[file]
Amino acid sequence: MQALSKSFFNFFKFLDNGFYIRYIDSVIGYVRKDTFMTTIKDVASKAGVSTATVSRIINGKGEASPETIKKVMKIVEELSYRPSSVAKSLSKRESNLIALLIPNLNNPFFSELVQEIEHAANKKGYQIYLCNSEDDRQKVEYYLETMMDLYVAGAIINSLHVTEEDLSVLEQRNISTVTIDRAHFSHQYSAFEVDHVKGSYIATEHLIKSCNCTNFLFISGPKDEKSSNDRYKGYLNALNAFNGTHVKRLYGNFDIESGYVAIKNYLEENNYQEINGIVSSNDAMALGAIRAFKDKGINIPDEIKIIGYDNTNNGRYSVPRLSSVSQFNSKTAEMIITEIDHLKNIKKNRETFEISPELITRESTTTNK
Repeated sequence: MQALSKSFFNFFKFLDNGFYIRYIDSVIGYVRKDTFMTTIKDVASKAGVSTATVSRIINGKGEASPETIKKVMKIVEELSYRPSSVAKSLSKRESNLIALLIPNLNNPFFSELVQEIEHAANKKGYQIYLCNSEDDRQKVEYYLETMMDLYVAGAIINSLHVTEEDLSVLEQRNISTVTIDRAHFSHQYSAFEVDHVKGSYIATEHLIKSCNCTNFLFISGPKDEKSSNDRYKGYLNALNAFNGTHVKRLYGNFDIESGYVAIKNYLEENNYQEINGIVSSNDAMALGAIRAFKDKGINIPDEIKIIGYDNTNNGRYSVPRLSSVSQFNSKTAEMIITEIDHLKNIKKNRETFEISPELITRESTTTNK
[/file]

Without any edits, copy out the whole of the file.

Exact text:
Amino acid sequence: MQALSKSFFNFFKFLDNGFYIRYIDSVIGYVRKDTFMTTIKDVASKAGVSTATVSRIINGKGEASPETIKKVMKIVEELSYRPSSVAKSLSKRESNLIALLIPNLNNPFFSELVQEIEHAANKKGYQIYLCNSEDDRQKVEYYLETMMDLYVAGAIINSLHVTEEDLSVLEQRNISTVTIDRAHFSHQYSAFEVDHVKGSYIATEHLIKSCNCTNFLFISGPKDEKSSNDRYKGYLNALNAFNGTHVKRLYGNFDIESGYVAIKNYLEENNYQEINGIVSSNDAMALGAIRAFKDKGINIPDEIKIIGYDNTNNGRYSVPRLSSVSQFNSKTAEMIITEIDHLKNIKKNRETFEISPELITRESTTTNK
Repeated sequence: MQALSKSFFNFFKFLDNGFYIRYIDSVIGYVRKDTFMTTIKDVASKAGVSTATVSRIINGKGEASPETIKKVMKIVEELSYRPSSVAKSLSKRESNLIALLIPNLNNPFFSELVQEIEHAANKKGYQIYLCNSEDDRQKVEYYLETMMDLYVAGAIINSLHVTEEDLSVLEQRNISTVTIDRAHFSHQYSAFEVDHVKGSYIATEHLIKSCNCTNFLFISGPKDEKSSNDRYKGYLNALNAFNGTHVKRLYGNFDIESGYVAIKNYLEENNYQEINGIVSSNDAMALGAIRAFKDKGINIPDEIKIIGYDNTNNGRYSVPRLSSVSQFNSKTAEMIITEIDHLKNIKKNRETFEISPELITRESTTTNK